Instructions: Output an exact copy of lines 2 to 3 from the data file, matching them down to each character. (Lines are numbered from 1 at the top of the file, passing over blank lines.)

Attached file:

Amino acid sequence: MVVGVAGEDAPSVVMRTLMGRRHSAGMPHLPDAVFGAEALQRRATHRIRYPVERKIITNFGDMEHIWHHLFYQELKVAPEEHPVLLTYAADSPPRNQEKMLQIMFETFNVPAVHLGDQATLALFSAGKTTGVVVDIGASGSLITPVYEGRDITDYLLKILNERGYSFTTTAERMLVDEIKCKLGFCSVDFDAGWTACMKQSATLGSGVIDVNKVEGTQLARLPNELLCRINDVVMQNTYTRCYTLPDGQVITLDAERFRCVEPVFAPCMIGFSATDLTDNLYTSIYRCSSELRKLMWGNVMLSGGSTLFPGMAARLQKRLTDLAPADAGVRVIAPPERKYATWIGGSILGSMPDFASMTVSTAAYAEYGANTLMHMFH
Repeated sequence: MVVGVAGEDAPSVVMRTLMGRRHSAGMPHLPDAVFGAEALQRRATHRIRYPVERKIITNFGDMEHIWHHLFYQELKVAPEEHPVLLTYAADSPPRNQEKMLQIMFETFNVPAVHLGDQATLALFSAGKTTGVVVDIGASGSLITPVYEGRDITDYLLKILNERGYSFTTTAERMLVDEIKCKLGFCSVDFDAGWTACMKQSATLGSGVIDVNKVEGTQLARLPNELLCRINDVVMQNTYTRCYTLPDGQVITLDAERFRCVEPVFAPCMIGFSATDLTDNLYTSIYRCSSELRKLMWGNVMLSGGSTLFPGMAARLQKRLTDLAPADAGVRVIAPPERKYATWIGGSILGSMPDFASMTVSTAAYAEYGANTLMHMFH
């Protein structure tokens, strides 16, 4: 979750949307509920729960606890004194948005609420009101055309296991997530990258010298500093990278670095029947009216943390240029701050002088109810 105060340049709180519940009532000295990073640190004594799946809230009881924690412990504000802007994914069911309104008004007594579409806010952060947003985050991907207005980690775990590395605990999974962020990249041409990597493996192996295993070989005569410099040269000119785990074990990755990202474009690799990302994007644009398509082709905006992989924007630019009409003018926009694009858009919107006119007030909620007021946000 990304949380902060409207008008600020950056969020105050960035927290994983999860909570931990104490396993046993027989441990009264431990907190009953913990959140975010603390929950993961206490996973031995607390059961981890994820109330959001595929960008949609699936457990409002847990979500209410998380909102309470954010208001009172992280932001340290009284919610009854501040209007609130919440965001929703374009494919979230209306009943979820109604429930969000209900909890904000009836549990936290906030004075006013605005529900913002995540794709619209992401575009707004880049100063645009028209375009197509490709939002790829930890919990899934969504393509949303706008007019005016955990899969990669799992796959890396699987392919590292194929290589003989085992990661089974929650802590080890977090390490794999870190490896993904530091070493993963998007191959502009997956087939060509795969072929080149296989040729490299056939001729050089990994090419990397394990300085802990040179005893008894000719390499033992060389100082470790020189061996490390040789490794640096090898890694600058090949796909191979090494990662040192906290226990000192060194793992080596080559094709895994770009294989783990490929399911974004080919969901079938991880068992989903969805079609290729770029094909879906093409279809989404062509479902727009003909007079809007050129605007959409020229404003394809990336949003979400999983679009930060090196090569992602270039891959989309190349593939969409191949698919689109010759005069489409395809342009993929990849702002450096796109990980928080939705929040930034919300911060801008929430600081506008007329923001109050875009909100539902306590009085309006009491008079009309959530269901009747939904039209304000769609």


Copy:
Repeated sequence: MVVGVAGEDAPSVVMRTLMGRRHSAGMPHLPDAVFGAEALQRRATHRIRYPVERKIITNFGDMEHIWHHLFYQELKVAPEEHPVLLTYAADSPPRNQEKMLQIMFETFNVPAVHLGDQATLALFSAGKTTGVVVDIGASGSLITPVYEGRDITDYLLKILNERGYSFTTTAERMLVDEIKCKLGFCSVDFDAGWTACMKQSATLGSGVIDVNKVEGTQLARLPNELLCRINDVVMQNTYTRCYTLPDGQVITLDAERFRCVEPVFAPCMIGFSATDLTDNLYTSIYRCSSELRKLMWGNVMLSGGSTLFPGMAARLQKRLTDLAPADAGVRVIAPPERKYATWIGGSILGSMPDFASMTVSTAAYAEYGANTLMHMFH
């Protein structure tokens, strides 16, 4: 979750949307509920729960606890004194948005609420009101055309296991997530990258010298500093990278670095029947009216943390240029701050002088109810 105060340049709180519940009532000295990073640190004594799946809230009881924690412990504000802007994914069911309104008004007594579409806010952060947003985050991907207005980690775990590395605990999974962020990249041409990597493996192996295993070989005569410099040269000119785990074990990755990202474009690799990302994007644009398509082709905006992989924007630019009409003018926009694009858009919107006119007030909620007021946000 990304949380902060409207008008600020950056969020105050960035927290994983999860909570931990104490396993046993027989441990009264431990907190009953913990959140975010603390929950993961206490996973031995607390059961981890994820109330959001595929960008949609699936457990409002847990979500209410998380909102309470954010208001009172992280932001340290009284919610009854501040209007609130919440965001929703374009494919979230209306009943979820109604429930969000209900909890904000009836549990936290906030004075006013605005529900913002995540794709619209992401575009707004880049100063645009028209375009197509490709939002790829930890919990899934969504393509949303706008007019005016955990899969990669799992796959890396699987392919590292194929290589003989085992990661089974929650802590080890977090390490794999870190490896993904530091070493993963998007191959502009997956087939060509795969072929080149296989040729490299056939001729050089990994090419990397394990300085802990040179005893008894000719390499033992060389100082470790020189061996490390040789490794640096090898890694600058090949796909191979090494990662040192906290226990000192060194793992080596080559094709895994770009294989783990490929399911974004080919969901079938991880068992989903969805079609290729770029094909879906093409279809989404062509479902727009003909007079809007050129605007959409020229404003394809990336949003979400999983679009930060090196090569992602270039891959989309190349593939969409191949698919689109010759005069489409395809342009993929990849702002450096796109990980928080939705929040930034919300911060801008929430600081506008007329923001109050875009909100539902306590009085309006009491008079009309959530269901009747939904039209304000769609």